of the race. Live European coverage of the Vuelta by Eurosport has increased,
while the broadcaster has extended its deal in Asia-Pacific to 2021.

Sponsors such as Dimension Data and Skoda have deals in
place with ASO that cover both the Tour and Vuelta. The agreement with
Dimension Data as technology partner means that both races have a similar feel
when it comes to race information and real-time on-screen data for commentators
and viewers. This process has helped improve the look and gives the audience a
familiarity with the product through its association to the Tour.

This enhancement has already become an important part of the viewing experience, but with this comes the added pressure of managing expectations. During this year’s Vuelta, there were some instances where commentators for ITV4 in the UK were unable to definitively give time gaps for some of the leading riders. Dimension Data and TVE, the Spanish public-service broadcaster that handles production, will be keeping an eye on this for next year’s edition. Some live data was also absent from the Tour’s television coverage of the opening time trial, though it was present in later stages.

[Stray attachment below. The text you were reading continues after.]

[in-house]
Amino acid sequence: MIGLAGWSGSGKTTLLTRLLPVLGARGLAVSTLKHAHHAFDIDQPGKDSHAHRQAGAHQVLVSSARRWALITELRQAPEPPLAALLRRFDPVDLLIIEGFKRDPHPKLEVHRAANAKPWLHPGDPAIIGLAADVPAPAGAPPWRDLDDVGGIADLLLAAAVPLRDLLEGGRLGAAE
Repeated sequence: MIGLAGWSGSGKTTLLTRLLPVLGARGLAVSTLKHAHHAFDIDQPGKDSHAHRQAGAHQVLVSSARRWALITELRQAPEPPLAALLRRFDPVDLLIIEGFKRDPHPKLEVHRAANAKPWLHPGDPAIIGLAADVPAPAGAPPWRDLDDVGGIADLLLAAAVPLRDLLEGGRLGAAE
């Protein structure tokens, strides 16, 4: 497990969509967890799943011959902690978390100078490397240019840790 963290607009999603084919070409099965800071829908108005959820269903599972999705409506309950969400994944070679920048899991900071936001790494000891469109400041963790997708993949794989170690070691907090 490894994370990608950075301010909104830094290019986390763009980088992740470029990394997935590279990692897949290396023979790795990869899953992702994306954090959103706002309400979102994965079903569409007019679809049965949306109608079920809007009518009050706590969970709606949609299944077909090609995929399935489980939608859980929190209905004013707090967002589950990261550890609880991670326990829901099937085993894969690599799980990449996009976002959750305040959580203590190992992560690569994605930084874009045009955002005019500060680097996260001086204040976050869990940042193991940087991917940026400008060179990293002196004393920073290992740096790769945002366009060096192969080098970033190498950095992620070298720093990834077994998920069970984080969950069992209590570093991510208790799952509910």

There is undoubtedly still work to be done. Walking around the stage five start town of Benicassim, there was little indication that a cycling race was taking place and what route it was taking. Even arriving in the town, our taxi driver didn’t realise the Vuelta was on until he found himself in the middle of a police road block. The enhanced police presence and road blocks were, of course, signs that something was happening, but there was nothing to explain what was causing the disruption to the daily routine. Following the crowds and amateur cyclists was the quickest way to the start.

As a spectator sport, one of the appeals of the Vuelta is
how much more relaxed it feels compared with other Grand Tours. The ease with
which you can move around the start village, watch the accredited media at work
and see the teams and riders warm up was refreshing. This is against the